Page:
And this is where Mia Warren comes in. Mia with her detachedness and living life exactly how she wants under no obligation to anyone but herself and her daughter. Though this time, instead of restlessly moving to different places and states for inspiration for her art and photography, she decides to stay and make a normal life in Shaker Heights with and for her young, deep, intellectual and impressionable daughter Pearl.
There is a fire in the opening pages. The Richardson house and bedrooms have been set on fire and everyone suspects it is Izzy from the start including the Richardson’s themselves except Moody. Being the black sheep of the family myself, I instantly related to Izzy and this reader-character alliance continued throughout the book.
“You’re all always picking on her,” Moody said. “Maybe that’s why she acts mental.”
The entire book builds up to the fire. Moody, intrigued by Pearl, strikes a friendship with Mia’s young daughter and to keep her interest, he introduces her to his house and family. Decidedly, it is this act that sets the wheels in motions.
Pearl becomes fascinated by the Richardson’s and Lexie soon takes her under her wing. Elena Richardson, mother matriarch and full-blown clucking hen of the Richardson’s, visits Mia and quickly becomes wary of Mia’s ‘strange’ life even regarding as if she would an exotic beast at the zoo. We learn more about Lexie, Moody, Trip and Pearl and it’s your usual high school stuff which I thoroughy enjoyed. However, Izzy was by far the best Richardson and they all paled in comparison to her.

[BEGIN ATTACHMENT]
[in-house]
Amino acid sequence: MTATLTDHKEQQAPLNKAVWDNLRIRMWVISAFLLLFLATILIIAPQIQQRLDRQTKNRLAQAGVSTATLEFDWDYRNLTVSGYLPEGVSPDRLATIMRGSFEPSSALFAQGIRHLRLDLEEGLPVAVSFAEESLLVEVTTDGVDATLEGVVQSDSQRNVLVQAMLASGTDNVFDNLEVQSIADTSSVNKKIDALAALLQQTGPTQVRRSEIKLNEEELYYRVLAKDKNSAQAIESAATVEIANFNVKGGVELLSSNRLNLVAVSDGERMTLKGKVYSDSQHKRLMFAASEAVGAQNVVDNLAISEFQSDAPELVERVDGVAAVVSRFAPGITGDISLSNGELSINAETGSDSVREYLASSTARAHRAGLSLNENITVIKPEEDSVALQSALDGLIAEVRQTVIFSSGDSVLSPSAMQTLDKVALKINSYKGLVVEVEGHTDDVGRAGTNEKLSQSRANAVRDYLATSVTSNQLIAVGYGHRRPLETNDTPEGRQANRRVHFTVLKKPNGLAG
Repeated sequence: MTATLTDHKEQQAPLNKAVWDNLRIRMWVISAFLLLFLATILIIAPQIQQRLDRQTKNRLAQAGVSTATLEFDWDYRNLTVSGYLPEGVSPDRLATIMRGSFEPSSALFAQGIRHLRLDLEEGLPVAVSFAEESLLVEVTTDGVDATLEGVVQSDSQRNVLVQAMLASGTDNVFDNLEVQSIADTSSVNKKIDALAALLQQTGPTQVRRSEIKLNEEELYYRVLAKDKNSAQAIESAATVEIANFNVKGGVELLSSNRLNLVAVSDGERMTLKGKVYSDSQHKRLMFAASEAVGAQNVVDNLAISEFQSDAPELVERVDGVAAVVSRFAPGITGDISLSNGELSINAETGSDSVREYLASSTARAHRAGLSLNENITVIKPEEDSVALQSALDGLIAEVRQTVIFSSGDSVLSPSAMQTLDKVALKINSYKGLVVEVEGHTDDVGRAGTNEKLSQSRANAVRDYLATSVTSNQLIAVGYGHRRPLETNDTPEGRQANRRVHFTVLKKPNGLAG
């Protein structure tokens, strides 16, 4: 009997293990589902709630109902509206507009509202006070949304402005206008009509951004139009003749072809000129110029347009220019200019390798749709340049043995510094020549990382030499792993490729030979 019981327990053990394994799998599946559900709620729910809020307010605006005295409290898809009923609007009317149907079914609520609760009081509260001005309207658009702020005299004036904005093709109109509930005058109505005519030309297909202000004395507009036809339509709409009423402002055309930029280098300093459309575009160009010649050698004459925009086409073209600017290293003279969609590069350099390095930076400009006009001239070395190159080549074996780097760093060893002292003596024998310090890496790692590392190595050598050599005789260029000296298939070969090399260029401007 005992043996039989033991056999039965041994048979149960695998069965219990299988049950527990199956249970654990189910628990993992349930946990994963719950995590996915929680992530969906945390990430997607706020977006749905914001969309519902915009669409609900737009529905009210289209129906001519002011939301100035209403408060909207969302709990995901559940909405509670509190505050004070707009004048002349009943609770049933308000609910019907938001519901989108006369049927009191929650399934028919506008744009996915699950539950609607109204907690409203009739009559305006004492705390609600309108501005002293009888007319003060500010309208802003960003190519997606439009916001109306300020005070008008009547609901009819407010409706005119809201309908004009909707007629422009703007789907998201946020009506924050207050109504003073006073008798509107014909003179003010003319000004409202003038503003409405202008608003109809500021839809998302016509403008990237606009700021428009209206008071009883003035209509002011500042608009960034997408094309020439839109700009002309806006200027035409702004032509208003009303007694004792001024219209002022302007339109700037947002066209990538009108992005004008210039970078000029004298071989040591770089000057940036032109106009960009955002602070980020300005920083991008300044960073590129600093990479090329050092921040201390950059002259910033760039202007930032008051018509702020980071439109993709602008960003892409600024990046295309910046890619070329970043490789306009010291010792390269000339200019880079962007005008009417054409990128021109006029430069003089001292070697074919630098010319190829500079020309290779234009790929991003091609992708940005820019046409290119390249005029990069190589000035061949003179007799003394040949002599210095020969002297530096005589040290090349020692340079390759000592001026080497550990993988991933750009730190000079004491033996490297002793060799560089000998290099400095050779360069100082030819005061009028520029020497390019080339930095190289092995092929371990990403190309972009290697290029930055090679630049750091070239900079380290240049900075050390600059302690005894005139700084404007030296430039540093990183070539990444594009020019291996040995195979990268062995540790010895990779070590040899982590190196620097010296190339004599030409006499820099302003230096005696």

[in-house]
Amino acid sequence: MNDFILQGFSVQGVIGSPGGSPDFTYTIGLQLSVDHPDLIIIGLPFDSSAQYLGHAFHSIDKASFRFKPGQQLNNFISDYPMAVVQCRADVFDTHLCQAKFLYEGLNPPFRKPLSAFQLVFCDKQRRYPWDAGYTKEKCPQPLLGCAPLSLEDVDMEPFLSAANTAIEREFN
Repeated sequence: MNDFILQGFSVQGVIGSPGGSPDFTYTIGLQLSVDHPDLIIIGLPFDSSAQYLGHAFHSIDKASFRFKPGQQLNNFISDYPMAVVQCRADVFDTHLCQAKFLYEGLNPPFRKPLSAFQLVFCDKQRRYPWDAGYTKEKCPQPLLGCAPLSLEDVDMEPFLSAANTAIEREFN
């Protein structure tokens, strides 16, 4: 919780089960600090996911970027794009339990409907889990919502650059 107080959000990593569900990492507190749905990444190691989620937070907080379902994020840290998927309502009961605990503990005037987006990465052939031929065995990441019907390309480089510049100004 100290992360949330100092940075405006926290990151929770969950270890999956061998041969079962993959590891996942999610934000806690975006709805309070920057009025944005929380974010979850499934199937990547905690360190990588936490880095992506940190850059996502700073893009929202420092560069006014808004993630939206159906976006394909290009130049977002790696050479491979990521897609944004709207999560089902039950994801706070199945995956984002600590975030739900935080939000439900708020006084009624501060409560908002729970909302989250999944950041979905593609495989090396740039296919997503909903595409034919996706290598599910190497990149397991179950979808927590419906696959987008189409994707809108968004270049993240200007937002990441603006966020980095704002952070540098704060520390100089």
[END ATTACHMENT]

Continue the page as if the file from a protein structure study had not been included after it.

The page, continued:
The story dramatically takes a turn here and focuses the limelight on the four mothers: Elena Richardson, Mia Warren, Bebe Chow and Linda McCullough. This is where it becomes more interactive for the reader. When Mia realises that the baby the McCullough’s adopted is actually Bebe’s daughter who she left at the fire station, Mia decides to drop her “don’t get attached” mindset. This is where a mother’s love for a child steps in and she believes that a baby should be with his/hers biological mother. The question is who is really the mother? What are the qualities that define a ‘mother?’ This question is debated in the courtrooms and debated in Shaker Heights by every resident.
To further question and understand both sides of the story, the backstory of both Bebe and Linda is provided to the reader. Bebe, of poor circumstances, unable to pay rent, feed and look after her baby, decides to leave her at the fire station, with the name of her baby ‘May Ling,’ believing it is the best option for now. After her move to Shaker Heights, she was unable to secure another job as a receptionist due to her poor command of English as stated by many companies despite having no problem in performing her earlier job as a receptionist in San Francisco. That should give you an idea as to how ‘progressive’ Shaker Heights is. However, she soon secures a job, though not as high-earning as her previous role, which provides a steady income and once Mia notifies Bebe of her daughter’s whereabouts, who she has been looking for, decides to bring her daughter home. Mia suggests contacting a news agency and this is where the battle for her daughter progresses to court with Bebe v State. Linda is a long-time Shaker resident, wealthy and free of worries except after a decade of marriage and many miscarriages, she was informed that it was impossible for her and husband to have a baby. They have tried adoption, some which fell through at the last-minute, and finally their adoption agency were able to provide a baby – May Ling, whom they have now decided to call Mirabelle.